When teaching a child to read, all the focus generally is on identifying letters, phonics and decoding, and sight words. And for good reason. All of these things will enable the child to learn to read much quicker.
However, it would be wise to combine the lessons a bit with teaching them to write as well. After all, literacy pertains to both reading and writing. There are several strategies to incorporate into these sessions where the student can both learn to read and write approximately at the same time.
Identifying Letters and Sounds
Rather than just identify the letters and the sounds each letter can make, take it one step further and have them try to write these letters out as well. This can be completed in a fun experience by using a whiteboard. Every child loves the chance to be creative with dry-erase markers. Once they are able to write the letter, help them identify some words that begin with that letter and you should write these down on the whiteboard as well. This will assist them in figuring out word patterns and realizing each letter in the word makes a distinct sound when put together as they form whole words.
Sight Word Cards
Students practice sight words while learning to read for a couple of reasons.
- Sight words are words that are frequently used in text so a student should try to identify them early on while learning to read.
- Many sight words do not follow the usual phonics and decoding rules (such as the word “the”). To learn these words, the student cannot just try to sound them out. They just have to learn them by sight!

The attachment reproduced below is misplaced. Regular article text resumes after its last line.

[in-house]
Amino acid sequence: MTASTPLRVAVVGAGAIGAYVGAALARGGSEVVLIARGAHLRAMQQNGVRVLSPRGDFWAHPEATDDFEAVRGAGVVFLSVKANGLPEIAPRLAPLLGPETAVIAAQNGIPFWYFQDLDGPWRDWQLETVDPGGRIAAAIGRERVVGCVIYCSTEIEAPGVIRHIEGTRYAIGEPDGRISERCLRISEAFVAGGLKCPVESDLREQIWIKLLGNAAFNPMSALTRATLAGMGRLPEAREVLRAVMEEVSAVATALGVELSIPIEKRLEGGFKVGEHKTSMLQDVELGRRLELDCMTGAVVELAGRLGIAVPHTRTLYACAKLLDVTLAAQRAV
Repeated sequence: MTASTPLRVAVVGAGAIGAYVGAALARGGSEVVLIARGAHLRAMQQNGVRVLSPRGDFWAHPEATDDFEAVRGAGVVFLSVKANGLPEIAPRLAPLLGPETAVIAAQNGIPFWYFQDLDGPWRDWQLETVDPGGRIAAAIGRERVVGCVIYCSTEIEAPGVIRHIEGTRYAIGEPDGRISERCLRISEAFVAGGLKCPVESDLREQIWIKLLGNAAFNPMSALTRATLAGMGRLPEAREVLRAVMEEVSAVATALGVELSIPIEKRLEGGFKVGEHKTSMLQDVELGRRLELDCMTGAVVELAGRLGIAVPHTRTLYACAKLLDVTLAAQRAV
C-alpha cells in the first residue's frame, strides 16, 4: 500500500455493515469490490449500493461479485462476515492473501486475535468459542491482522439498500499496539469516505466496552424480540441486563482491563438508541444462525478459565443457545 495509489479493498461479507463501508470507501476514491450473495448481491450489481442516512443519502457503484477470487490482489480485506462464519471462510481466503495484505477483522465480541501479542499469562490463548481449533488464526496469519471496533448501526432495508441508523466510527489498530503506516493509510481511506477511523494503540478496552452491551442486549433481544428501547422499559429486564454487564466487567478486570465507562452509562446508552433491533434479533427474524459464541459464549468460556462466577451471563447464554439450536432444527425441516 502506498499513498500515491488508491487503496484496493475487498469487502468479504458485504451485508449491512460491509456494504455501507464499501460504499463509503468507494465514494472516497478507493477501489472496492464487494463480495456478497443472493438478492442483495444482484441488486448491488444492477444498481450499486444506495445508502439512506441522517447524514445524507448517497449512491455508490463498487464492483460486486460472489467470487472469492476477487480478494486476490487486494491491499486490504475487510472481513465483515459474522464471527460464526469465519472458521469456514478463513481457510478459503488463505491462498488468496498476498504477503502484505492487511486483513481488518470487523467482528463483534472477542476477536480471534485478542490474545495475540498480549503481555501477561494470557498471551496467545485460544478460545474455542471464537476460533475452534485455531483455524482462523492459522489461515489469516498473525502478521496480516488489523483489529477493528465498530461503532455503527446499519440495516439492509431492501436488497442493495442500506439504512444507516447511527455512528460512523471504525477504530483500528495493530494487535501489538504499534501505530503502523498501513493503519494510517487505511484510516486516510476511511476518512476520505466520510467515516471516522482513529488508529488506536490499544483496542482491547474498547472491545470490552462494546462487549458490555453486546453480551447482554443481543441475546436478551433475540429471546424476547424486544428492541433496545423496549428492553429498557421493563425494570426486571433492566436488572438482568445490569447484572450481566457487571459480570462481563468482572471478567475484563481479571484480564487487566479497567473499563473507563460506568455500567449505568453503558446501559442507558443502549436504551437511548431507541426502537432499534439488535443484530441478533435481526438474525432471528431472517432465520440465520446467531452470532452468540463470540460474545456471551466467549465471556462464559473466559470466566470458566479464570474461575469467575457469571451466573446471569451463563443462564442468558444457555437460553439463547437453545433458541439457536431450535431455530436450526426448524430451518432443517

Once the student is able to correctly learn a group of sight words, place the sight word flashcards out in front of them and assist them in making sentences with the cards. Be sure to have a card with punctuation on it as well so you can teach them the difference between a question mark, exclamation point, and a period.
Write a Similar Book
For students in second grade and above, all the way through college even, find a book that the student really enjoys. It could be a mystery, science fiction, fantasy, or any type of fiction really.
As a writing project, have the students write their own book that uses the same themes or is slightly different. They can take the inspiration they feel after reading the book they love and turn it into a book they can write and be proud of.
In fact, LightSail, a comprehensive online literacy platform, enables students to publish their own books right on the LightSail app. Students usually enjoy the writing process much more when they know there is a chance that quite a few other people will be reading their work.
Posted on 8.Aug.21 in Literacy Strategies